I think I understand your comment about demand destruction only being measurable longitudinally, but that doesn’t mean such destruction can’t be predicted with a high degree of confidence based on a scenario like the above.

  15. moreland
    April 18th, 2011 at 23:20 | #15

    What is the role of Japanese demand, based on the post earthquake economy?

  16. jim candler
    April 19th, 2011 at 23:31 | #16

    The moment I heard GS bearish call on crude, it smelled of manipulation. Not too long ago, wasn’t GS one of those claiming oil will hit $150+ by end of 2011? They probably took profits from $110-113 and then went short before their announcement, riding it all the way down to $105 (their new target) and are now going long back up again. We can expect another comment from them soon claiming to have miscalculated and that crude is once again heading for $150 just to jerk the price in their favor. I don’t believe they were ever on the wrong side of crude.

  17. Jim Z
    April 22nd, 2011 at 17:50 | #17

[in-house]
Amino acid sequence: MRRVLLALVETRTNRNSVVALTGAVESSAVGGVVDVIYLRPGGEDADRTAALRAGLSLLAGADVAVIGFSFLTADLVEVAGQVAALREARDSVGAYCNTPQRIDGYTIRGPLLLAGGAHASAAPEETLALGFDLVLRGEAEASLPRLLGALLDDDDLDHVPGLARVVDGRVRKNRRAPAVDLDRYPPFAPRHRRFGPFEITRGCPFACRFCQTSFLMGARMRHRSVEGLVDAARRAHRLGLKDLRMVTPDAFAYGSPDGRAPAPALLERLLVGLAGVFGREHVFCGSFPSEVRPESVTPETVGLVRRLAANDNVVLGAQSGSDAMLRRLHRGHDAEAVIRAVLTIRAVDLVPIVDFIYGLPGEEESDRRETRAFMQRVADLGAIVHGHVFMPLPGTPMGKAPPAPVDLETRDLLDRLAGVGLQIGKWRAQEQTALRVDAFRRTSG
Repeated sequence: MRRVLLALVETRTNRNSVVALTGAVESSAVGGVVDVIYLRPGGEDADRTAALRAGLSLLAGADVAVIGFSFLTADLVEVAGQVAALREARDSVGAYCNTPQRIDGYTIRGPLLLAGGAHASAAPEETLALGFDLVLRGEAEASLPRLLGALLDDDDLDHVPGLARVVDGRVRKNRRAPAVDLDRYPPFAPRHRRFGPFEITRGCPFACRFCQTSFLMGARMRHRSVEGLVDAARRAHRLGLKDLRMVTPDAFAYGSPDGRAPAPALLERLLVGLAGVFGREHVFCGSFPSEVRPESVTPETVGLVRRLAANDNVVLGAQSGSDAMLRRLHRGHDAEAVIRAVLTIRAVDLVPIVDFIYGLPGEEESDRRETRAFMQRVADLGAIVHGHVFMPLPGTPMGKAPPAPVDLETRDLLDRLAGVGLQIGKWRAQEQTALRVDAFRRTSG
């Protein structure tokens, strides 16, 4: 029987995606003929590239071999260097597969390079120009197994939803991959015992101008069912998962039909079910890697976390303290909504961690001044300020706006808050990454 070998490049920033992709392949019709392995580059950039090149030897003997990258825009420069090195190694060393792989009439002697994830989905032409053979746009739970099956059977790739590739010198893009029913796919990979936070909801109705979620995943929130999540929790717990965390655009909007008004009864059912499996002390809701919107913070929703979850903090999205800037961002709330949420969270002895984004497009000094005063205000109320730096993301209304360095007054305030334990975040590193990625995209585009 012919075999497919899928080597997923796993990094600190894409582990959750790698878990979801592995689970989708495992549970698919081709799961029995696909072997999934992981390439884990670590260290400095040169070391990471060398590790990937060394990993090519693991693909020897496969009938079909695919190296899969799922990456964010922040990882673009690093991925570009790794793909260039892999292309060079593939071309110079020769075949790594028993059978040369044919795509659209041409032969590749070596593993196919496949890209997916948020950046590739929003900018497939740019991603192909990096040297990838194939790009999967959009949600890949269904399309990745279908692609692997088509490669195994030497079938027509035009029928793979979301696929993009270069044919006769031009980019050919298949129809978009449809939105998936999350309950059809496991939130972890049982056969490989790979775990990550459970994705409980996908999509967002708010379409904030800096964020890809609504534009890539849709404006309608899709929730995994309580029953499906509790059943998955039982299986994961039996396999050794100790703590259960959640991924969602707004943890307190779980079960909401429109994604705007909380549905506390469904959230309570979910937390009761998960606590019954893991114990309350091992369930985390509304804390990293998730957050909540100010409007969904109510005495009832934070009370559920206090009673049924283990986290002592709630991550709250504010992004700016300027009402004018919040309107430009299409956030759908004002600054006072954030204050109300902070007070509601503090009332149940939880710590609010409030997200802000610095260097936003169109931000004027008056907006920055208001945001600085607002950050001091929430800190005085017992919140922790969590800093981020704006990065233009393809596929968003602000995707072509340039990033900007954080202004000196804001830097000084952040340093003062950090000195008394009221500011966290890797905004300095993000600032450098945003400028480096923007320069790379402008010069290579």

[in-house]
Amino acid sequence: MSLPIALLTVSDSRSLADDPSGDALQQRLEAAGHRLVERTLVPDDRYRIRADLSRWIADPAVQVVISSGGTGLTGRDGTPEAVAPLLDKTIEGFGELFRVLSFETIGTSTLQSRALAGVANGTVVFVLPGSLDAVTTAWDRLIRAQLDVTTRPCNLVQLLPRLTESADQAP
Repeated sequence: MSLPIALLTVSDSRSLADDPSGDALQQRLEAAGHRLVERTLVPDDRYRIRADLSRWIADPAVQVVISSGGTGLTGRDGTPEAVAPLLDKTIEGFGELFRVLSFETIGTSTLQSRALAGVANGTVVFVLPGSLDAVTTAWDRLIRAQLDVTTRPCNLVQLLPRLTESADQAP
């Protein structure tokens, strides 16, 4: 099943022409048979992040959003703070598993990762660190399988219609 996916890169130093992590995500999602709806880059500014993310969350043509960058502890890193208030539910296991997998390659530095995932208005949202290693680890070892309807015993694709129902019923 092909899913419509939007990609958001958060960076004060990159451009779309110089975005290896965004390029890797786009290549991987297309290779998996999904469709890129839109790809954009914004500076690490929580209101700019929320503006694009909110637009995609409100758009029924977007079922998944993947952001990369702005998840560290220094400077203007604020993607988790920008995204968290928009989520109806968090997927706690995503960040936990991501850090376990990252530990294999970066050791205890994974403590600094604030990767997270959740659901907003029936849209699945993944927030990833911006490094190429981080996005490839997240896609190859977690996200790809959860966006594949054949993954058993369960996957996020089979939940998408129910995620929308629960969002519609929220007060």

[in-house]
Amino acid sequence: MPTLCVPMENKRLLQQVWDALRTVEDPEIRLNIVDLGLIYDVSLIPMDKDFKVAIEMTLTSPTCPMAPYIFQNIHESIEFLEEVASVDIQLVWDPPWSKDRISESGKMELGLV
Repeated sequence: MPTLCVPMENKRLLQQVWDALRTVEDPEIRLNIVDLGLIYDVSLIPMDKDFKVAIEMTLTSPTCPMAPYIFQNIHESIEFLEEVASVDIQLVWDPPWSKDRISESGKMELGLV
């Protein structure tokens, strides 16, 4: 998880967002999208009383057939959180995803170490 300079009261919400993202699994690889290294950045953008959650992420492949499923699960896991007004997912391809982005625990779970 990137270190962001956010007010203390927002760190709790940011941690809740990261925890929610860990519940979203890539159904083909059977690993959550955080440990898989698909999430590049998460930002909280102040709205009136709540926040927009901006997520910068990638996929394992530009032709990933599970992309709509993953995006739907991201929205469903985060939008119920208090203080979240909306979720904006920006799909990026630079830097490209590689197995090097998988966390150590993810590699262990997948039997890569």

Perhaps Goldman Sachs is part of the Obama/government conspiracy that is trying to get rid of the constitution and make the U.S. a marxist/socialist/communist country. It is already appearing that the radical, illogical moves made by Comrade Obama are ripping his popularity in the polls. Not only has the devaluation of the dollar resulted in precious metals, commodities, etc. moving MUCH higher, oil prices in particular have doubled since Obama became President. Since the poor economy will be his undoing in the 2012 election, Goldman is recommending their bearish call on crude and all commodities in an attempt to help Comrade Obama. When you look at all of the ex-Goldman employees in Obama’s cabinet, etc. it is a no brainer. Goldman is quite possibly the biggest company involved in the conspiracy.

  18. May 14th, 2011 at 09:20 | #18

    The most disturbing thing I find in this oil mess we are in is our Government always trying to artificially lower oil/gas prices. The reason is our politicians are concerned with getting reelected rather than doing what is right for the Country.
    This Country has a major and astronomical energy consumption problem and the only plain and simple way to fix it is to hit your average American and business in their wallet.
    I conduct energy audits of buildings and the waste I see every day is enough energy to probably power all of Europe. We have the technology and means to reduce our energy consumption in half simply from energy conservation and efficiency.